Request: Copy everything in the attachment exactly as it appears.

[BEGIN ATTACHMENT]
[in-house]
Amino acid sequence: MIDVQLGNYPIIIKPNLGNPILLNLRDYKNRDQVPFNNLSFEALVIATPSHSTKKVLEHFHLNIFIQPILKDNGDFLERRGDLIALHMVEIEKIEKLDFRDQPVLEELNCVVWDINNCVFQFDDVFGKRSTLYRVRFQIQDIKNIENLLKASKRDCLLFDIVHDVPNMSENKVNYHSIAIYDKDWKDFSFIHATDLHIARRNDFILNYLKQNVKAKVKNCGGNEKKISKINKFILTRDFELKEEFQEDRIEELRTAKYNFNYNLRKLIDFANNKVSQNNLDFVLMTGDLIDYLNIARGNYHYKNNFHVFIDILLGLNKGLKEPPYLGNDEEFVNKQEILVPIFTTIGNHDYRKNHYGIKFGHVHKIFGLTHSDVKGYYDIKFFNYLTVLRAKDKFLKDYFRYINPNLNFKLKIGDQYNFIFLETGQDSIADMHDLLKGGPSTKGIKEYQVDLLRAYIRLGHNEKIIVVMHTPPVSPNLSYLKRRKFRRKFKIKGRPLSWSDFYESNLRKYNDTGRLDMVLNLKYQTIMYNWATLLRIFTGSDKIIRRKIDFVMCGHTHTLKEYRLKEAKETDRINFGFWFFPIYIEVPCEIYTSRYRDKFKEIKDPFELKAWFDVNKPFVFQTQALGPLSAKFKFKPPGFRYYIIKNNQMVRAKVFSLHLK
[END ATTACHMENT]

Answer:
[in-house]
Amino acid sequence: MIDVQLGNYPIIIKPNLGNPILLNLRDYKNRDQVPFNNLSFEALVIATPSHSTKKVLEHFHLNIFIQPILKDNGDFLERRGDLIALHMVEIEKIEKLDFRDQPVLEELNCVVWDINNCVFQFDDVFGKRSTLYRVRFQIQDIKNIENLLKASKRDCLLFDIVHDVPNMSENKVNYHSIAIYDKDWKDFSFIHATDLHIARRNDFILNYLKQNVKAKVKNCGGNEKKISKINKFILTRDFELKEEFQEDRIEELRTAKYNFNYNLRKLIDFANNKVSQNNLDFVLMTGDLIDYLNIARGNYHYKNNFHVFIDILLGLNKGLKEPPYLGNDEEFVNKQEILVPIFTTIGNHDYRKNHYGIKFGHVHKIFGLTHSDVKGYYDIKFFNYLTVLRAKDKFLKDYFRYINPNLNFKLKIGDQYNFIFLETGQDSIADMHDLLKGGPSTKGIKEYQVDLLRAYIRLGHNEKIIVVMHTPPVSPNLSYLKRRKFRRKFKIKGRPLSWSDFYESNLRKYNDTGRLDMVLNLKYQTIMYNWATLLRIFTGSDKIIRRKIDFVMCGHTHTLKEYRLKEAKETDRINFGFWFFPIYIEVPCEIYTSRYRDKFKEIKDPFELKAWFDVNKPFVFQTQALGPLSAKFKFKPPGFRYYIIKNNQMVRAKVFSLHLK